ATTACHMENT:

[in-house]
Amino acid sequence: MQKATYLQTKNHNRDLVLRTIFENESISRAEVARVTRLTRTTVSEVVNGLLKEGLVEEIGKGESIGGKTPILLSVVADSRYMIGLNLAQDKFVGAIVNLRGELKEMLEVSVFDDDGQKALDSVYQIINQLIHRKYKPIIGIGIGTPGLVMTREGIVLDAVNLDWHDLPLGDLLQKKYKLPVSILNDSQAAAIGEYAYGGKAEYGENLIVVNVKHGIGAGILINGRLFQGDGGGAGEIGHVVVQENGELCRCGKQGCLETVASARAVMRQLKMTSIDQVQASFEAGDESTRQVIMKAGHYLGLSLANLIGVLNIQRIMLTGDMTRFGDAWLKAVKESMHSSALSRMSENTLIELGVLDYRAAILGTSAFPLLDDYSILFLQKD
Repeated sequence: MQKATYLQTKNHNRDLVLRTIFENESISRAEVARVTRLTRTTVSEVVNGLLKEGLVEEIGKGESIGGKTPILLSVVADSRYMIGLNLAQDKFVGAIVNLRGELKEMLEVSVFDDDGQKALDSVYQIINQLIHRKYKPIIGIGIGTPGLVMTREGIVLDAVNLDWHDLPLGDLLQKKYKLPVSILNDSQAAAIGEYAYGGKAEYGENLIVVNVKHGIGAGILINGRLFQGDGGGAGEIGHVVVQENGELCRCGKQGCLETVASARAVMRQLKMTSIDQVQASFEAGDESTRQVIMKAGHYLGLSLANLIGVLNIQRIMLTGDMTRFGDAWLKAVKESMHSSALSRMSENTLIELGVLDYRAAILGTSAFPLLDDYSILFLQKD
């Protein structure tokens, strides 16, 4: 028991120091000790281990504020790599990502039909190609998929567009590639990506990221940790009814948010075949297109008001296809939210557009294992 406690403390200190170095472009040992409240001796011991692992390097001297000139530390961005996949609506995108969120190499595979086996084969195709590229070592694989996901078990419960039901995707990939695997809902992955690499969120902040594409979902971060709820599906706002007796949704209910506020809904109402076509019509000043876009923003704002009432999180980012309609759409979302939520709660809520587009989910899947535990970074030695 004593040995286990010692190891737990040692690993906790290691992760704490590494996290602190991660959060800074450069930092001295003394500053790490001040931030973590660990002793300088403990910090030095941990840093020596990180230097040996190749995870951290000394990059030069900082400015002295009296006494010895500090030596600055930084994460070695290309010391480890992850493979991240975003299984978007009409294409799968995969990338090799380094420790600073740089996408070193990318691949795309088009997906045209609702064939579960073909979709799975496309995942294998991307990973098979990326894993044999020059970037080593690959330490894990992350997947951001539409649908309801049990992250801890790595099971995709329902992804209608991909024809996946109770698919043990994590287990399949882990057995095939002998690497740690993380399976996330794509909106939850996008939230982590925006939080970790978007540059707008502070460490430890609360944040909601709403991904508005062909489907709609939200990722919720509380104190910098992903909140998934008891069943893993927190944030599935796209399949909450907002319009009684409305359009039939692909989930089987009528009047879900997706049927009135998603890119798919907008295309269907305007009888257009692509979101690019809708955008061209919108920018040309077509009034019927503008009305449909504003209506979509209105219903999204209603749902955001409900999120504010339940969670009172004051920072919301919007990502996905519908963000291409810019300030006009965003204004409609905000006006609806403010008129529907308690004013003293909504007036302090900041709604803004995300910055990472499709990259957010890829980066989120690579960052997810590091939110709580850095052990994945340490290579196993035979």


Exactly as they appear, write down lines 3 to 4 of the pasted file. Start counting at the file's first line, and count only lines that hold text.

Repeated sequence: MQKATYLQTKNHNRDLVLRTIFENESISRAEVARVTRLTRTTVSEVVNGLLKEGLVEEIGKGESIGGKTPILLSVVADSRYMIGLNLAQDKFVGAIVNLRGELKEMLEVSVFDDDGQKALDSVYQIINQLIHRKYKPIIGIGIGTPGLVMTREGIVLDAVNLDWHDLPLGDLLQKKYKLPVSILNDSQAAAIGEYAYGGKAEYGENLIVVNVKHGIGAGILINGRLFQGDGGGAGEIGHVVVQENGELCRCGKQGCLETVASARAVMRQLKMTSIDQVQASFEAGDESTRQVIMKAGHYLGLSLANLIGVLNIQRIMLTGDMTRFGDAWLKAVKESMHSSALSRMSENTLIELGVLDYRAAILGTSAFPLLDDYSILFLQKD
């Protein structure tokens, strides 16, 4: 028991120091000790281990504020790599990502039909190609998929567009590639990506990221940790009814948010075949297109008001296809939210557009294992 406690403390200190170095472009040992409240001796011991692992390097001297000139530390961005996949609506995108969120190499595979086996084969195709590229070592694989996901078990419960039901995707990939695997809902992955690499969120902040594409979902971060709820599906706002007796949704209910506020809904109402076509019509000043876009923003704002009432999180980012309609759409979302939520709660809520587009989910899947535990970074030695 004593040995286990010692190891737990040692690993906790290691992760704490590494996290602190991660959060800074450069930092001295003394500053790490001040931030973590660990002793300088403990910090030095941990840093020596990180230097040996190749995870951290000394990059030069900082400015002295009296006494010895500090030596600055930084994460070695290309010391480890992850493979991240975003299984978007009409294409799968995969990338090799380094420790600073740089996408070193990318691949795309088009997906045209609702064939579960073909979709799975496309995942294998991307990973098979990326894993044999020059970037080593690959330490894990992350997947951001539409649908309801049990992250801890790595099971995709329902992804209608991909024809996946109770698919043990994590287990399949882990057995095939002998690497740690993380399976996330794509909106939850996008939230982590925006939080970790978007540059707008502070460490430890609360944040909601709403991904508005062909489907709609939200990722919720509380104190910098992903909140998934008891069943893993927190944030599935796209399949909450907002319009009684409305359009039939692909989930089987009528009047879900997706049927009135998603890119798919907008295309269907305007009888257009692509979101690019809708955008061209919108920018040309077509009034019927503008009305449909504003209506979509209105219903999204209603749902955001409900999120504010339940969670009172004051920072919301919007990502996905519908963000291409810019300030006009965003204004409609905000006006609806403010008129529907308690004013003293909504007036302090900041709604803004995300910055990472499709990259957010890829980066989120690579960052997810590091939110709580850095052990994945340490290579196993035979």